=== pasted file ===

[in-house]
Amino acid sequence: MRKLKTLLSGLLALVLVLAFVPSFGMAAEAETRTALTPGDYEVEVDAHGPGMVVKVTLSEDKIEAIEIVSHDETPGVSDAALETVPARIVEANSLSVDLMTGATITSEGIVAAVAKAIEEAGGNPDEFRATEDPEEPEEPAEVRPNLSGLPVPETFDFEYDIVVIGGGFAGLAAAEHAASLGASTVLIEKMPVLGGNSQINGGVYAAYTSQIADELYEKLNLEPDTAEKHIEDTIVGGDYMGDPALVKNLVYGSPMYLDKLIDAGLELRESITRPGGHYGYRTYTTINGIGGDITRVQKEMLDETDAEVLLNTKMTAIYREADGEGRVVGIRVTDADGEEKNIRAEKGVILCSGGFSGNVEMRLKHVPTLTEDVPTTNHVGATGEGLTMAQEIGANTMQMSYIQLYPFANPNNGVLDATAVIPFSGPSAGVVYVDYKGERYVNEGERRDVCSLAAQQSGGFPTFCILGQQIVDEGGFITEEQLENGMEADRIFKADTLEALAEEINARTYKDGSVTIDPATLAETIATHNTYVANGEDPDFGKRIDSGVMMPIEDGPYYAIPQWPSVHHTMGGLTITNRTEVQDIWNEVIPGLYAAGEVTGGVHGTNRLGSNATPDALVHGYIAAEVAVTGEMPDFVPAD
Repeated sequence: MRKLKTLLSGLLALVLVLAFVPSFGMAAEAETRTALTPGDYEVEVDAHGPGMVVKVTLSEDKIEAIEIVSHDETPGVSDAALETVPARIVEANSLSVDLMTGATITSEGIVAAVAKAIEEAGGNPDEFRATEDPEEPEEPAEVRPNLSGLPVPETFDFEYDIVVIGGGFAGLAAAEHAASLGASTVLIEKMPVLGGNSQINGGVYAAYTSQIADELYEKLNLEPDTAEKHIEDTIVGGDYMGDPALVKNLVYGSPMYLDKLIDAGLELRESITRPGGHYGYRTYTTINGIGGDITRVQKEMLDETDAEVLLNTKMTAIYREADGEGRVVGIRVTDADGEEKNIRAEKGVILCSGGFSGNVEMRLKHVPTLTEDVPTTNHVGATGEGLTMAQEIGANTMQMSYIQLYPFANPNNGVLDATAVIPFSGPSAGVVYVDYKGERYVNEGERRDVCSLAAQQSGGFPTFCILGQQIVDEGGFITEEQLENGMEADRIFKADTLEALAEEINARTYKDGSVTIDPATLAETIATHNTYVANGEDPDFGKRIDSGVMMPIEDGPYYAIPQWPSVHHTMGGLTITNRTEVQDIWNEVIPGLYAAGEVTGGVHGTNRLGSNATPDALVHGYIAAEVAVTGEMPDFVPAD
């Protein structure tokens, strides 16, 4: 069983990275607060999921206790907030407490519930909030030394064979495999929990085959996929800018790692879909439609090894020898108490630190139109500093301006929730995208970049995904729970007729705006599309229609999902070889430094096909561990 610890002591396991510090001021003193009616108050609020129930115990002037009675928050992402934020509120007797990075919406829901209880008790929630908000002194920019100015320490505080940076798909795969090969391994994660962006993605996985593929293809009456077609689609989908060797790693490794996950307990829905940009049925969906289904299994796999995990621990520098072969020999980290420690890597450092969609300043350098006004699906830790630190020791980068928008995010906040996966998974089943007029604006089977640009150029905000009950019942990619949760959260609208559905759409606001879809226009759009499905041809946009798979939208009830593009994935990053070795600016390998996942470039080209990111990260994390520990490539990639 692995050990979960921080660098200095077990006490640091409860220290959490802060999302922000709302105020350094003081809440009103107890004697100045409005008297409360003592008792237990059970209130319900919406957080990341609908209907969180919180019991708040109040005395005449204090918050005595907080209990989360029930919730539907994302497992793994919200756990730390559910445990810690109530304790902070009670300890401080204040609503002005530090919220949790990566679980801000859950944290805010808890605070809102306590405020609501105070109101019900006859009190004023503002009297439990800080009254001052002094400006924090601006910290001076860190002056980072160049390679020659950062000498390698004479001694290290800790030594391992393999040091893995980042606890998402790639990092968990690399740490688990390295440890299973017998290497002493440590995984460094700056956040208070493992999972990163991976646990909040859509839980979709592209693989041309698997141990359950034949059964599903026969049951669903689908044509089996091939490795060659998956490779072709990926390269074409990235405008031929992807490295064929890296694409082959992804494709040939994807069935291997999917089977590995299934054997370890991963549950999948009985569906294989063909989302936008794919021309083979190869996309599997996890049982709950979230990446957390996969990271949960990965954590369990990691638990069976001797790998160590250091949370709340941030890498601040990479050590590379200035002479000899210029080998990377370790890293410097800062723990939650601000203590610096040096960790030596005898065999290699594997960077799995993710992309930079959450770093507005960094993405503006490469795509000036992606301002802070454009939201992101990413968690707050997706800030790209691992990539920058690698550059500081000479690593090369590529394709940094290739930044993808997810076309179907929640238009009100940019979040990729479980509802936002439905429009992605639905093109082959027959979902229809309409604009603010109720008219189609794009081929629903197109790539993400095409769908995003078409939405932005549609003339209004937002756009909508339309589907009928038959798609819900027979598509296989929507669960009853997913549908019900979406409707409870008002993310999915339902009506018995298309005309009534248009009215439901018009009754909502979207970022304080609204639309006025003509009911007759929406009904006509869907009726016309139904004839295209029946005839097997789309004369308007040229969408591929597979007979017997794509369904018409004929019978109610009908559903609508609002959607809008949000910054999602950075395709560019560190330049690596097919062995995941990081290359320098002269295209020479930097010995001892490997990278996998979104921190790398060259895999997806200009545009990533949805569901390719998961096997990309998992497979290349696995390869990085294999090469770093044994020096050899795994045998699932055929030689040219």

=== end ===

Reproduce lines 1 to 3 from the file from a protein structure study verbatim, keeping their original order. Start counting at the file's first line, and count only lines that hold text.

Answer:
[in-house]
Amino acid sequence: MRKLKTLLSGLLALVLVLAFVPSFGMAAEAETRTALTPGDYEVEVDAHGPGMVVKVTLSEDKIEAIEIVSHDETPGVSDAALETVPARIVEANSLSVDLMTGATITSEGIVAAVAKAIEEAGGNPDEFRATEDPEEPEEPAEVRPNLSGLPVPETFDFEYDIVVIGGGFAGLAAAEHAASLGASTVLIEKMPVLGGNSQINGGVYAAYTSQIADELYEKLNLEPDTAEKHIEDTIVGGDYMGDPALVKNLVYGSPMYLDKLIDAGLELRESITRPGGHYGYRTYTTINGIGGDITRVQKEMLDETDAEVLLNTKMTAIYREADGEGRVVGIRVTDADGEEKNIRAEKGVILCSGGFSGNVEMRLKHVPTLTEDVPTTNHVGATGEGLTMAQEIGANTMQMSYIQLYPFANPNNGVLDATAVIPFSGPSAGVVYVDYKGERYVNEGERRDVCSLAAQQSGGFPTFCILGQQIVDEGGFITEEQLENGMEADRIFKADTLEALAEEINARTYKDGSVTIDPATLAETIATHNTYVANGEDPDFGKRIDSGVMMPIEDGPYYAIPQWPSVHHTMGGLTITNRTEVQDIWNEVIPGLYAAGEVTGGVHGTNRLGSNATPDALVHGYIAAEVAVTGEMPDFVPAD
Repeated sequence: MRKLKTLLSGLLALVLVLAFVPSFGMAAEAETRTALTPGDYEVEVDAHGPGMVVKVTLSEDKIEAIEIVSHDETPGVSDAALETVPARIVEANSLSVDLMTGATITSEGIVAAVAKAIEEAGGNPDEFRATEDPEEPEEPAEVRPNLSGLPVPETFDFEYDIVVIGGGFAGLAAAEHAASLGASTVLIEKMPVLGGNSQINGGVYAAYTSQIADELYEKLNLEPDTAEKHIEDTIVGGDYMGDPALVKNLVYGSPMYLDKLIDAGLELRESITRPGGHYGYRTYTTINGIGGDITRVQKEMLDETDAEVLLNTKMTAIYREADGEGRVVGIRVTDADGEEKNIRAEKGVILCSGGFSGNVEMRLKHVPTLTEDVPTTNHVGATGEGLTMAQEIGANTMQMSYIQLYPFANPNNGVLDATAVIPFSGPSAGVVYVDYKGERYVNEGERRDVCSLAAQQSGGFPTFCILGQQIVDEGGFITEEQLENGMEADRIFKADTLEALAEEINARTYKDGSVTIDPATLAETIATHNTYVANGEDPDFGKRIDSGVMMPIEDGPYYAIPQWPSVHHTMGGLTITNRTEVQDIWNEVIPGLYAAGEVTGGVHGTNRLGSNATPDALVHGYIAAEVAVTGEMPDFVPAD